Linux Foundation: Microsoft's OOXML Argument 'Ridiculous'

Linux document format XML

This week Microsoft is bringing its case to Geneva, Switzerland, where 87 national standards bodies, hosted by the International Organization for Standardization (ISO) and International Electrotechnical Commission (IEC), will decide whether or not to give the format a second chance at being approved as an internationally recognized document standard. In a September vote, Microsoft won 53 percent of the delegates' support. This week's vote is crucial to Microsoft's bid to be certified by the ISO.

"What I'd love to see is Microsoft adopt the already existing ISO standard," Zemlin says, referring to the OpenDocument Format (ODF) backed by Google and others. "It's akin to Microsoft going to the United States Congress and proposing an alternative bumper heights."

OOXML is the default file-saving format in Microsoft Office 2007, and critics say the format's complicated coding structure (over 6,000 pages) is likely to result in translation errors and increased complexity in translation. The ODF format, by comparison, has 860 pages of code.

"The cynic's mind can only believe that's the purpose of what Microsoft is proposing -- a standard based on their monopoly in office productively tools, [and they] will use that as a wedge to maintain that monopoly position," he says. "It is incredibly self-serving for them to say it should be based on their incumbent monopoly standard."

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Zemlin says Microsoft's strategy reminds him of similar overtures from the browser wars of the late 1990s when Microsoft employed an "embrace, extend, extinguish" strategy. He dismissed Microsoft's claim that multiple standards will foster competition and their argument that multiple standards are normal in the software industry.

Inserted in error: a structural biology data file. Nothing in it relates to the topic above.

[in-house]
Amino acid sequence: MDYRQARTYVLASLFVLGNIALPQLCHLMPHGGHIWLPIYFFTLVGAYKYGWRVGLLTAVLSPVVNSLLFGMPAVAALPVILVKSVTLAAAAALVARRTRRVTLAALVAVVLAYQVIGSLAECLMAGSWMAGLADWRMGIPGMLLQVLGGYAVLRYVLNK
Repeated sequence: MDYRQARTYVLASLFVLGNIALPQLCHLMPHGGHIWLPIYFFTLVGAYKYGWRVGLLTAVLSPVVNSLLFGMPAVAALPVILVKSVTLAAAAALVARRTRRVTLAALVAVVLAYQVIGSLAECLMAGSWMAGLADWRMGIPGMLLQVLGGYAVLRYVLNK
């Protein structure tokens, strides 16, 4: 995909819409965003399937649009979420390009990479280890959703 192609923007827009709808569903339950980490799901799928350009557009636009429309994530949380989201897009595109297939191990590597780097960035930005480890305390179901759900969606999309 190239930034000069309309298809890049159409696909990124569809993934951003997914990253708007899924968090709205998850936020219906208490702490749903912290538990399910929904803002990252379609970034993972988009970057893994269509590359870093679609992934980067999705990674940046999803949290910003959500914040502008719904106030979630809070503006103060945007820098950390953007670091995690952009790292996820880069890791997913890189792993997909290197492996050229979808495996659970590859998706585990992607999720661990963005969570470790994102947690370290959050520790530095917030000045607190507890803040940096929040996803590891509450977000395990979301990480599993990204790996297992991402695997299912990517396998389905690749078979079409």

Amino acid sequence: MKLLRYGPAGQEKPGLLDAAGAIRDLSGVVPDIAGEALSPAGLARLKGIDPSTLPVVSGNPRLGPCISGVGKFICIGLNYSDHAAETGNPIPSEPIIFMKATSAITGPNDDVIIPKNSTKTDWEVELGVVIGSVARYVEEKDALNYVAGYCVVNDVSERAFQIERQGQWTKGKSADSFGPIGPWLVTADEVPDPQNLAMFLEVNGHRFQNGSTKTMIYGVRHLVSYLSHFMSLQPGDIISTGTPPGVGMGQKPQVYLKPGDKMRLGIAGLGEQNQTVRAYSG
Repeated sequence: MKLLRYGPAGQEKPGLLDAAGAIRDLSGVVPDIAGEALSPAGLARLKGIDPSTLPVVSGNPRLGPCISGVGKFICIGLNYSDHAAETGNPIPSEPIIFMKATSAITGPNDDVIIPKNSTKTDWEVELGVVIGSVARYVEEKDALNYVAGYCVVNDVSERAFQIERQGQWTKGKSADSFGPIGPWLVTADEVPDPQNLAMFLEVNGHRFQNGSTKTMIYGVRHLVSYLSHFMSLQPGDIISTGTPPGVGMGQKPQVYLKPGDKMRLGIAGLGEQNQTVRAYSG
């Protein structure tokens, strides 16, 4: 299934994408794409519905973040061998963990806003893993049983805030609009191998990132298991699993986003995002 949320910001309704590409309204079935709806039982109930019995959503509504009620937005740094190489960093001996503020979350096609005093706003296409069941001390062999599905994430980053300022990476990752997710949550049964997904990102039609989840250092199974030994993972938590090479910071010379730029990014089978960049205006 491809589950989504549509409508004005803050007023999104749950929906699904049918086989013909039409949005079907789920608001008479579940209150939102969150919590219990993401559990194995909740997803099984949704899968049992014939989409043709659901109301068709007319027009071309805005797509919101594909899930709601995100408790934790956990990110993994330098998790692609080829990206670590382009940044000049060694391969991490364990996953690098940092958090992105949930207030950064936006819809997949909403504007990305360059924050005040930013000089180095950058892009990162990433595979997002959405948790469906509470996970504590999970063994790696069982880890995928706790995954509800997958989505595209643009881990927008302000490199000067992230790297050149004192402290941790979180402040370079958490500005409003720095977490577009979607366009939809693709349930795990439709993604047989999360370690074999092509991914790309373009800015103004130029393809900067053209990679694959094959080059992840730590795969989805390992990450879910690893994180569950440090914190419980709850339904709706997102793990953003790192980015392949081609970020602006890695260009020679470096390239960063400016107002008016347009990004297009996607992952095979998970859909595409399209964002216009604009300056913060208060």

"To claim that creating an additional standard promotes competition is completely ridiculous," he says. "The IT industry has the greatest success when it has clear standards for the critical elements of the industry."

The 87 national standards bodies that voted in September will have until March 29 to change their positions. Microsoft, the world's largest software company, needs a two-thirds majority to receive approval from the ISO. Zemler says he hopes that does not happen.

"Not only is the document not appropriate for an ISO standard to be workable, but in circumstances like this or, say, HTTP, or electrical sockets, these are things you don't need two standards for," he says. "OOXML is trying to put a square peg and a round hole here, and I hope the national bodies sober up and look at this in an even-keeled way, and I think they will."